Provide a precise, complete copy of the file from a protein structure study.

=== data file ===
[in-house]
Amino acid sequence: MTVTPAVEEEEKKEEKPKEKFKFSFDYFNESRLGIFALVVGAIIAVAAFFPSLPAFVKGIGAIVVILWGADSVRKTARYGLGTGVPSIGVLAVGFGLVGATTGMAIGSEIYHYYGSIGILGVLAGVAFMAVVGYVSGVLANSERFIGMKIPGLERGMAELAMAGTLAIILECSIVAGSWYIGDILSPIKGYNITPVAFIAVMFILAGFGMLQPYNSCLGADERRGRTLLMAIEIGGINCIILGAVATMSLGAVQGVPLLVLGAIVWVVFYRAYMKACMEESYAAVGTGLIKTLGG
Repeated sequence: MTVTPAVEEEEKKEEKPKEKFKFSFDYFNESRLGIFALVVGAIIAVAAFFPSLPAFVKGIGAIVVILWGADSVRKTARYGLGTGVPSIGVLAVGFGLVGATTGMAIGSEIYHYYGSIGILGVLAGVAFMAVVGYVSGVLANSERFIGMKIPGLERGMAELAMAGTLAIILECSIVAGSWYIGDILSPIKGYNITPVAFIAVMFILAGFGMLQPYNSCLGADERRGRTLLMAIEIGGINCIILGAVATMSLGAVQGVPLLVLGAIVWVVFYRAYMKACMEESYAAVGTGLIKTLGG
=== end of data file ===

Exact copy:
[in-house]
Amino acid sequence: MTVTPAVEEEEKKEEKPKEKFKFSFDYFNESRLGIFALVVGAIIAVAAFFPSLPAFVKGIGAIVVILWGADSVRKTARYGLGTGVPSIGVLAVGFGLVGATTGMAIGSEIYHYYGSIGILGVLAGVAFMAVVGYVSGVLANSERFIGMKIPGLERGMAELAMAGTLAIILECSIVAGSWYIGDILSPIKGYNITPVAFIAVMFILAGFGMLQPYNSCLGADERRGRTLLMAIEIGGINCIILGAVATMSLGAVQGVPLLVLGAIVWVVFYRAYMKACMEESYAAVGTGLIKTLGG
Repeated sequence: MTVTPAVEEEEKKEEKPKEKFKFSFDYFNESRLGIFALVVGAIIAVAAFFPSLPAFVKGIGAIVVILWGADSVRKTARYGLGTGVPSIGVLAVGFGLVGATTGMAIGSEIYHYYGSIGILGVLAGVAFMAVVGYVSGVLANSERFIGMKIPGLERGMAELAMAGTLAIILECSIVAGSWYIGDILSPIKGYNITPVAFIAVMFILAGFGMLQPYNSCLGADERRGRTLLMAIEIGGINCIILGAVATMSLGAVQGVPLLVLGAIVWVVFYRAYMKACMEESYAAVGTGLIKTLGG